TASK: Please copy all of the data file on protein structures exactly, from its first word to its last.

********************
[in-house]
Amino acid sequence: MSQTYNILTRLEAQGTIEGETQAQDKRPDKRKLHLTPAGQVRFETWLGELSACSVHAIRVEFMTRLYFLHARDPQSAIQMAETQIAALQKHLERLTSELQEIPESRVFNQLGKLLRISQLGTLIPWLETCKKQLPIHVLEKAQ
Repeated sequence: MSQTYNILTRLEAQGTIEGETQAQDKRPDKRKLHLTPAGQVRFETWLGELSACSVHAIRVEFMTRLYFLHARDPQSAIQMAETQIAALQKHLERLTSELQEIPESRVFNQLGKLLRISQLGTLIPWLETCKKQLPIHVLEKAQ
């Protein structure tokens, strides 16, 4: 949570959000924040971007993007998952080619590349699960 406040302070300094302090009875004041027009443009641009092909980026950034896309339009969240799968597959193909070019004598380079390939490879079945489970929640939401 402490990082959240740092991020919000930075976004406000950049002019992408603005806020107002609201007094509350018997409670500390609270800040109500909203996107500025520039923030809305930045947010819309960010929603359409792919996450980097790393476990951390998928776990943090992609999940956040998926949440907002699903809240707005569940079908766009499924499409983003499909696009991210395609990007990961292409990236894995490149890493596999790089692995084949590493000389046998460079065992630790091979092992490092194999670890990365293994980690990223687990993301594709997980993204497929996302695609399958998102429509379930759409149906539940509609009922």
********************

[in-house]
Amino acid sequence: MSQTYNILTRLEAQGTIEGETQAQDKRPDKRKLHLTPAGQVRFETWLGELSACSVHAIRVEFMTRLYFLHARDPQSAIQMAETQIAALQKHLERLTSELQEIPESRVFNQLGKLLRISQLGTLIPWLETCKKQLPIHVLEKAQ
Repeated sequence: MSQTYNILTRLEAQGTIEGETQAQDKRPDKRKLHLTPAGQVRFETWLGELSACSVHAIRVEFMTRLYFLHARDPQSAIQMAETQIAALQKHLERLTSELQEIPESRVFNQLGKLLRISQLGTLIPWLETCKKQLPIHVLEKAQ
């Protein structure tokens, strides 16, 4: 949570959000924040971007993007998952080619590349699960 406040302070300094302090009875004041027009443009641009092909980026950034896309339009969240799968597959193909070019004598380079390939490879079945489970929640939401 402490990082959240740092991020919000930075976004406000950049002019992408603005806020107002609201007094509350018997409670500390609270800040109500909203996107500025520039923030809305930045947010819309960010929603359409792919996450980097790393476990951390998928776990943090992609999940956040998926949440907002699903809240707005569940079908766009499924499409983003499909696009991210395609990007990961292409990236894995490149890493596999790089692995084949590493000389046998460079065992630790091979092992490092194999670890990365293994980690990223687990993301594709997980993204497929996302695609399958998102429509379930759409149906539940509609009922």